Kirmāns̲h̲āh

(4,294 words)

Author(s): Lambton, A.K.S.
, a town and province in western Persia. The province is situated between lat. 34° N. and 35° N. long. 44° 5′ to 48° 0′ E. It lies to the east and north of ʿIrāḳ and Lurīstān-i Kūčik (or Pus̲h̲t-i Kūh) and to the south and west of Kurdistān and Asadābād. In the early 20th century the province was divided into nineteen bulūks . These were Bālādih, Wastām, Miyān Darband or Bīlawar, Pus̲h̲t-i Darband or Bālā Darband, Dīnawar, Kuliyāʾī Saḥna, Kanguwār, Asadābād, Harsīn, Čamčamāl, Durū Faramān, Māhīdas̲h̲t, Hārūnābād, Gūrān, ¶ Kirind, Zuhāb, Aywān and Hulaylān (Government of India, General Staff, Army Headquarters, Intelligence Branch, Gazetteer of Persia , ii, Simla, 1914, 358). At the present day it is bordered by Sanandad̲j̲ on the north, Asadābād on the north-east, S̲h̲āhābād on the south, Nihāwand and Tūysirkān on the east, K̲h̲urramābād on the south-east, and Ḳaṣr-i S̲h̲īrīn and Rawānsār-i Ḏj̲awānrūd on the west, and contains the following districts: Sunḳur and Kuliyāʾī, Kanguwār, Saḥna, Harsīn, Sand̲j̲ābai, Gūrān and T̲h̲alāt̲h̲ (Razmarā, Farhang -i d̲j̲ug̲h̲rāfiyā-yi Īrān , A.H.S. 1329-32, v). The town of Kirmāns̲h̲āh (also known as Kirmāns̲h̲āhān, a name which appears to be used first in the 4th/10th century) is situated approximately at lat. 34° 19 N. and long. 47° 5′ E. at a height of 1322 m. on the Ḳarā Sū River, which runs to the north-east of the town in a south-easterly direction until it joins the River Gāmāsiyāb (Gawmāsa) (also known as the River Ṣaymara) which flows into the Rive…

Kalāntar

(2,966 words)

Author(s): Lambton, A.K.S.
(Pers. kalān , “big, great”) is used in the 8th/14th and 9th/15th centuries to mean “leader” (cf. Ḥāfiẓ Abrū,

Pīs̲h̲kas̲h̲

(834 words)

Author(s): Lambton, A.K.S.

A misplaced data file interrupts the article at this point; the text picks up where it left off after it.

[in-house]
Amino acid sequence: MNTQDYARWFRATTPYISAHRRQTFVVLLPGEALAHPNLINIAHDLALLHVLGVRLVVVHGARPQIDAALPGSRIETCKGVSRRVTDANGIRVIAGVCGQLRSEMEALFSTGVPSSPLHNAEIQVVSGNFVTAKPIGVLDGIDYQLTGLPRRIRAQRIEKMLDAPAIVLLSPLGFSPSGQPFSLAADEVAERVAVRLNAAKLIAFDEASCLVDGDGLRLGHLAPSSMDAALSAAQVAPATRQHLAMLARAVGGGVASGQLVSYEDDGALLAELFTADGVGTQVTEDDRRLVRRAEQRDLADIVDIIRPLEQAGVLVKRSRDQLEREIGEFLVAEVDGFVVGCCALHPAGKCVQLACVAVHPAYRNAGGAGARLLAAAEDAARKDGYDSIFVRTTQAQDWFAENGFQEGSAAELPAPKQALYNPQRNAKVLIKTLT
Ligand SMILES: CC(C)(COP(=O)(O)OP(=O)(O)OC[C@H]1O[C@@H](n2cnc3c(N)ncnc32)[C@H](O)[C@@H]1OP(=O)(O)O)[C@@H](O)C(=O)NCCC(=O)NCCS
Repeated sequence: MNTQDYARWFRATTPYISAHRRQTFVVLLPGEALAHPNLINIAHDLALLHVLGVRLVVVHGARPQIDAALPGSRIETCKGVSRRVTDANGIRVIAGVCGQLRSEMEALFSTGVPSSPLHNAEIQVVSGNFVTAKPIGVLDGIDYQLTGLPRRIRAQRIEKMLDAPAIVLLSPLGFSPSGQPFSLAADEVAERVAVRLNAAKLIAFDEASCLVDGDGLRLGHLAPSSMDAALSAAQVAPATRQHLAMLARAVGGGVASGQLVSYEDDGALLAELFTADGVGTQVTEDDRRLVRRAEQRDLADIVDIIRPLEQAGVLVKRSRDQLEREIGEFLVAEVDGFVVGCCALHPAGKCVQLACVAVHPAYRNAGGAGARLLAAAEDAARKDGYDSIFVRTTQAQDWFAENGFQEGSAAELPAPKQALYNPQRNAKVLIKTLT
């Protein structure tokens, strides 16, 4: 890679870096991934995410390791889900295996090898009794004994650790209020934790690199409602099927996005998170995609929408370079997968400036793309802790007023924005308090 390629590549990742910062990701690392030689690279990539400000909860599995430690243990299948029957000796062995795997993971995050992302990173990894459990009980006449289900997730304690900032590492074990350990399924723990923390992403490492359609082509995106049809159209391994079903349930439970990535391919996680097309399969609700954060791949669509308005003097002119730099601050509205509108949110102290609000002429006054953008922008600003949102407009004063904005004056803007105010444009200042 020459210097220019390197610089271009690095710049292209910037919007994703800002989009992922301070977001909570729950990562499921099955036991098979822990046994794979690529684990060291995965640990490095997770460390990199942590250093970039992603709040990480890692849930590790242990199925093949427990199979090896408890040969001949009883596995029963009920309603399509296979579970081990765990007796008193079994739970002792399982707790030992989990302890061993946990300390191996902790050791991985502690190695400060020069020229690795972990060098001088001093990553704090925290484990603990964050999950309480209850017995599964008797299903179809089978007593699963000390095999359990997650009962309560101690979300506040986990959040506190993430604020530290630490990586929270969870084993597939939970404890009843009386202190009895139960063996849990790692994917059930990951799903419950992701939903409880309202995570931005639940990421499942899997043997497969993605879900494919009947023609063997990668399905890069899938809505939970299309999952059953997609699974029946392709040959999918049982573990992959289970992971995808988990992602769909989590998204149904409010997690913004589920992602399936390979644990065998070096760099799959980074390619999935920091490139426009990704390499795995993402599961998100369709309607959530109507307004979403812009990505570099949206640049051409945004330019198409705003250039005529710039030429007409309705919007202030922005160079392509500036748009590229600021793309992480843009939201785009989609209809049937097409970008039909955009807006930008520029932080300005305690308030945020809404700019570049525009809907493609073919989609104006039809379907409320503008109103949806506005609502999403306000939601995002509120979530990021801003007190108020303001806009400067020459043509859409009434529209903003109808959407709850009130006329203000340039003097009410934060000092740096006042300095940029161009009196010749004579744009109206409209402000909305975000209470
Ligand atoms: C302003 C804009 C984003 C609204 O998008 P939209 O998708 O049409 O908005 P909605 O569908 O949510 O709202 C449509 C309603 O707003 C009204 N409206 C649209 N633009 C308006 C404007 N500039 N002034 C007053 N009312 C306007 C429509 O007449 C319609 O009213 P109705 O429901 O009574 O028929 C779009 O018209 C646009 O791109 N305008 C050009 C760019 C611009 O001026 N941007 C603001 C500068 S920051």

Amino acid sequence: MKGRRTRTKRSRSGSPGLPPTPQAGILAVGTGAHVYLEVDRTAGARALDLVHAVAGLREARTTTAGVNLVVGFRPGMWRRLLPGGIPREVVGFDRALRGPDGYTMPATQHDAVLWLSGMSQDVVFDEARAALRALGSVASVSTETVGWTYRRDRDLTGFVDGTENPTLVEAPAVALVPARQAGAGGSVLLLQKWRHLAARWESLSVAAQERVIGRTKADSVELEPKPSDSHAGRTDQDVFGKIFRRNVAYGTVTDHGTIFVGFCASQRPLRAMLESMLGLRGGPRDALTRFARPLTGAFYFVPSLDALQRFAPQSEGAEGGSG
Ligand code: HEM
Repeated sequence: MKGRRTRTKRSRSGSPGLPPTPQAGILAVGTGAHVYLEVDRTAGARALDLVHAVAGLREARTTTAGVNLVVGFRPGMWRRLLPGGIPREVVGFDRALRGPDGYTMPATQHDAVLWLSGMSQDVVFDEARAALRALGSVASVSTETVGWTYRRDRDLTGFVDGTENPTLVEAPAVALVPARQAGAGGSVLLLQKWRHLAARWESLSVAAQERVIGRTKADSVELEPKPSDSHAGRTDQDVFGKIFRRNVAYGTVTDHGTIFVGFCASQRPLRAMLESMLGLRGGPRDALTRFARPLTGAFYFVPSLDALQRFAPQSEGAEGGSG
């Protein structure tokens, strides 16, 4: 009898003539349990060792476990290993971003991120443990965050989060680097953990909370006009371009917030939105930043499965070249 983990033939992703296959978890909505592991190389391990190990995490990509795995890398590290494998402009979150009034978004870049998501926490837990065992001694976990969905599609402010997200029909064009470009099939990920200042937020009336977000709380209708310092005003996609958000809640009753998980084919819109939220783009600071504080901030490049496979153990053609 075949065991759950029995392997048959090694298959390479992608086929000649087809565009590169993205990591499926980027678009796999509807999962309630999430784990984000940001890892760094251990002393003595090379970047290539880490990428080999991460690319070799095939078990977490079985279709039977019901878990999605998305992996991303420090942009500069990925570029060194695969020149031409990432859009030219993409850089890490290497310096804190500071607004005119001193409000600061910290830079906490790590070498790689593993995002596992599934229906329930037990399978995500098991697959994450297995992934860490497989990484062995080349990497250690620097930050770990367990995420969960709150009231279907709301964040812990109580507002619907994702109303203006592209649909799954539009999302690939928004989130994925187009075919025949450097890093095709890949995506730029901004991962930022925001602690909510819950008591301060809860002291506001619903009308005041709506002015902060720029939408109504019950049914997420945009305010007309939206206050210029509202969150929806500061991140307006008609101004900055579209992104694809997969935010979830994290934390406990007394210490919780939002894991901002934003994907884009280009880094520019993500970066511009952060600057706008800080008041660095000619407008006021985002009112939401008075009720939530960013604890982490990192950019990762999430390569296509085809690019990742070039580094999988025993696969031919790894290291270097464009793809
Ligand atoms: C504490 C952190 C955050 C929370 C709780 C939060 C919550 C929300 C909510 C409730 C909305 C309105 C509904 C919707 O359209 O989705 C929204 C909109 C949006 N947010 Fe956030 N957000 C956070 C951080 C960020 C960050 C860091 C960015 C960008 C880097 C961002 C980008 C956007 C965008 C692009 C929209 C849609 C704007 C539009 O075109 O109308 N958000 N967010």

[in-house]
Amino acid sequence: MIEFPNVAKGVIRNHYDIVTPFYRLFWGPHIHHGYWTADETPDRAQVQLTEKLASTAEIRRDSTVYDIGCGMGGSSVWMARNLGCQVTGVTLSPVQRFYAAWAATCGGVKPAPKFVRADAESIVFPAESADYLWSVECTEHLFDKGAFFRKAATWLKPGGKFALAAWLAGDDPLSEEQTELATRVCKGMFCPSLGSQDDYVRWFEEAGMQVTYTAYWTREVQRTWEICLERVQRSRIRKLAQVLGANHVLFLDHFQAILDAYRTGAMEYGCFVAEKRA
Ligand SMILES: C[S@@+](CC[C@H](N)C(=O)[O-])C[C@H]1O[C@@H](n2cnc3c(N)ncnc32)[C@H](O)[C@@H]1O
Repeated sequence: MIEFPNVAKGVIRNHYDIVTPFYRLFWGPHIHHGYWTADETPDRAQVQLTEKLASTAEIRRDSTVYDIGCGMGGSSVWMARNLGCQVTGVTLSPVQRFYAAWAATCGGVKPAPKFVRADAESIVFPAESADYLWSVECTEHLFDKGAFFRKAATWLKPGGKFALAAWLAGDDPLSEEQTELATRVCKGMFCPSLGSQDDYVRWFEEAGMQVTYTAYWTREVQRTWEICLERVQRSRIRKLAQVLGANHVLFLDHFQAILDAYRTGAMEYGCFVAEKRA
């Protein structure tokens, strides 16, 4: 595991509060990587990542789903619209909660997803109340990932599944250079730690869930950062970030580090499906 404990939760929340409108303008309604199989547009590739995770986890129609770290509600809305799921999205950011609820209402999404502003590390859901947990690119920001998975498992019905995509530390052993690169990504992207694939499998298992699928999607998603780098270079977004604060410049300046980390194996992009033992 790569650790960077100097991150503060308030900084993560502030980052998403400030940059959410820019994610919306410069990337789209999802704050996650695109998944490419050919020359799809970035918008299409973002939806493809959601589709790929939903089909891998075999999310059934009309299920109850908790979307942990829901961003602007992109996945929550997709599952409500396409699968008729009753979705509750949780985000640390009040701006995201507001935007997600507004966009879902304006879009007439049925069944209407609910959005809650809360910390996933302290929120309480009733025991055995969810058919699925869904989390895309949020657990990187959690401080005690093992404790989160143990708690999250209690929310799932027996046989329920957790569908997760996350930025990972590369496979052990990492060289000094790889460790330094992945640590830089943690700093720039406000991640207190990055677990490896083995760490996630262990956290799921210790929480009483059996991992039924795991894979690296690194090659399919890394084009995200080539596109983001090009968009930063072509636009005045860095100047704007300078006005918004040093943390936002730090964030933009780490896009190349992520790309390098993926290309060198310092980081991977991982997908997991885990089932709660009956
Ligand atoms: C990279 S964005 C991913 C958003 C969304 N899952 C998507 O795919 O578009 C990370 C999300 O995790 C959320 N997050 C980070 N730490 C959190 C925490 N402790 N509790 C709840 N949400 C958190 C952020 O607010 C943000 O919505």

(p.) as a general term designates a present, usually from an inferior to a superior. As a technical term it denotes a “regular” tax ( pīs̲h̲kas̲h̲-i mustamarrī ) and an ad hoc tax levied by rulers on provincial governors and others, and an ad hoc impost laid by governors and officials in positions of power on the population under their control. The offering of presents to rulers and others was known from early times (cf. Abu ’l-Faḍl Bayhaḳī, Tārīk̲h̲-i Bayhaḳī , ed. A.A. Fayyāḍ, Mas̲h̲had 1350 s̲h̲ /1971, 655, 6…

Naḳḳāra-K̲h̲āna

(2,822 words)

Author(s): Lambton, A.K.S.
, Naḳāra-K̲h̲āna (p.), kind of military band. The origins of the naḳḳāra-k̲h̲āna , so-called after the naḳḳāra or kettle-drum, which was one of the instruments of the military band belonging to rulers and military leaders, are obscure. There are references to it from an early period when it appears to have been synonymous with the ṭabl-k̲h̲āna [ q.v.]. Originally, its purpose was probably military and it retained this function in the Persian army until modern times. It also had ceremonial functions and these tended in the course of time to overshadow …

Anūs̲h̲irwān b. K̲h̲ālid

(238 words)

Author(s): Lambton, A.K.S.
b. muḥammad al-kās̲h̲ānī , s̲h̲araf al-dīn abū naṣr , was treasurer and ʿāriḍ al-d̲j̲ays̲h̲ to the Sald̲j̲ūḳ sultan, Muḥammad b. Maliks̲h̲āh. After being succeeded by S̲h̲ams al-Mulk b. Niẓām al-Mulk as ʿāriḍ al-d̲j̲ays̲h̲ he went to Bag̲h̲dād. He was imprisoned during the reign of Maḥmūd b. Maliks̲h̲āh for a short period but subsequently appointed wazīr by Maḥmūd (521/1127-522/1128). From 526/1132-528/1134 he was wazīr to the caliph, al-Mustars̲h̲id. In 529/1134 he became wazīr to Masʿūd b. Muḥammad and held office until 530/1135-6. He died in Bag̲h̲dād in 533/113…